Cleansing the Bloggernacle Vessel

My first introduction to the bloggernacle–before it was even called that–was several years ago when Jeff Lindsay started his Mormanity blog.  I’ve always followed that and have branched out to many other blogs since then.  I’ve seen many interesting, faith-promoting, stimulating, and Christ-centered things online.  I’ve been kindly invited to write at two of the big group blogs (though I have yet to decently follow up on the more recent invitation).  My spiritual life has definitely been enriched by blogs.

But I haven’t seen much good for a long while.  Though it keeps growing in size, readership, and prominence, the overall spiritual worth of the bloggernacle has taken a sharp nose dive recently. 

I’ve been thinking about this all year.  Both in quality and quantity, the parts of the bloggernacle which I frequent have been increasingly disappointing.  New posts come up less often, the material that does get published is less spiritual and less faithful, and more of the links are to things that are practically anti-Mormon.  Comments from people who aren’t regulars tend to be received with quick rudeness and little grace.  Authors who I used to look forward to seem to have disappeared.  I see a drastically growing trend to implicitly impugn our leaders online, and that just isn’t acceptable. 

Continue reading


MSP: Requirements 4a, 6, 11, 12b, & 13-14 = Tenderfoot Done!

I ended up doing exactly what I planned NOT to do: I waited until the last week of my scheduled time to finish the requirements for this rank.  I could have done it earlier, and I had wanted to add the extra time to my next rank, but life got the better of me. 

6. Demonstrate how to display, raise, lower, and fold the American flag.  Last week I emailed the principal of my kids’ school and asked if we could use the flagpole for this demonstration tonight, adding that I have my own flag to use.  He wrote back that it was fine, and this was the first activity in my family’s weekly home evening tonight.

As we drove over, I recounted all the material from the handbook about displaying the flag.  When we got there, I showed the kids how to fold and unfold it, then one kid helped me attach it to the line, while the little kids helped me hoist it up and then down again.  While it flew at the top for a minute, we decided to recite the Pledge of Allegiance.  Afterwards, the oldest child folded the flag, as I had shown them all, while I held the other end. 

11.  Identify local poisonous plants; tell how to treat for exposure to them.  I went over the handbook’s section on this, adding my own warning about oleander, which are very popular in Las Vegas.  Of course, one kid pointed out that it was unlikely that any of us would ever eat one. 

Continue reading

Reviewed: Glenn Beck’s Common Sense and Jeff Shaara’s Rise To Rebellion

14589344Two chapters near the end of Jeff Shaara’s historical novel Rise To Rebellion focus on Thomas Paine’s incendiary pamphlet Common Sense.  Shaara even includes a handful of choice quotes from Paine, making sure the reader understands that Paine was the common man’s advocate for independence, as opposed to the sincere but often elite (and therefore sometimes out of touch) leaders at the Continental Congress.  It was Paine’s words more than those of Adams or Henry or Hancock or Franklin that won over the Americans to the cause of revolution.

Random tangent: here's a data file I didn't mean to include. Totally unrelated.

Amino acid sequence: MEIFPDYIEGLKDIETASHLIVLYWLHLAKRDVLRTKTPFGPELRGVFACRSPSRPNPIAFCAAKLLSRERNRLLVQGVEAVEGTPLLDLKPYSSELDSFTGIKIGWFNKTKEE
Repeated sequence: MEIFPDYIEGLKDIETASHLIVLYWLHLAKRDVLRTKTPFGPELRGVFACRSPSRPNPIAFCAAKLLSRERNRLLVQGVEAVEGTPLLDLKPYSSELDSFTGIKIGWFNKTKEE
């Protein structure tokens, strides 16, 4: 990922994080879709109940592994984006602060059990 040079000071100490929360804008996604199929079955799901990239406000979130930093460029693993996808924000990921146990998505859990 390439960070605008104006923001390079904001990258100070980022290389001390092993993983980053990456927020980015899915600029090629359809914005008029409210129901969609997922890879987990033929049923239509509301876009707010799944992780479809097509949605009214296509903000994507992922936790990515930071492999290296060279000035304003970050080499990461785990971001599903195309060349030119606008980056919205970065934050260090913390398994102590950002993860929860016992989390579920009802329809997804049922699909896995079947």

Is it a coincidence that I read Shaara’s novel at the same time that I read Glenn Beck’s attempt to update Paine’s pamphlet?  Either way, the contrast proved useful. 

Shaara’s Rise To Rebellion is the best historical novel I’ve ever read.  He begins with the Boston Massacre and takes us through the lives, hearts, families, struggles, and triumphs of our Founding Fathers over the course of the subsequent six years, ending with the Declaration of Independence.  He makes Franklin and Adams his protagonists, and suavely works in tons of trivia, as well as bringing to vivid, three-dimensional life the human stories that made their achievements even more awesome.

Here we see John and Abigail Adams trying to squeeze out a bare living as they raise a young family and maintain a loving marriage–it doesn’t help matters that John soon finds himself thrust into the middle of controversy, as he grows increasingly strong in his convictions over time. 

Here we see Franklin as he tries to manage the office politics of England, at the cost of his own family relationships.  He has much to regret despite his fame and fortune, and the chapters near the end where the emotional break between he and his loyalist son are laid bare are genuinely heartbreaking. 

Continue reading

Hilary Hahn Can Write

I’ve praised virtuoso violinist Hilary Hahn here before, but in this post I want to applaud her for another great artistic skill: her writing.

Hahn keeps a journal on her website, where she blogs about touring and concerts, the classical music industry, travel, and some odd and obscure observations about the minute details of life she sees from her unique vantage point.

She is a very excellent writer.  I always enjoy checking out her little essays when I get a chance; my only complaint is that she doesn’t write more often (I’ve often been disappointed to see months at a time lag by without new material).  Her prose is a whimsical joy, her buoyant focus with the keyboard as evident as it is with string instruments.  Truly, talents tend to cluster, and Hahn is generously blessed with gifts in at least these two arts. 

Consider this excerpt from an August post:

I got a little carried away, I suppose, because I didn’t notice the microphone suspended overhead until the tip of my bow halted as if I had hit a wall. I knew immediately what had happened; I practically leaped back, shocked both at the bow suddenly jamming into my hand and at the crack that I heard from the speakers beyond the stage.

The next morning, in the paper, the review mentioned the airborne flock with the equivalent of a literary wink but griped that the burst of fireworks heard from across the park during my opening solo might have been better saved for another day.

Continue reading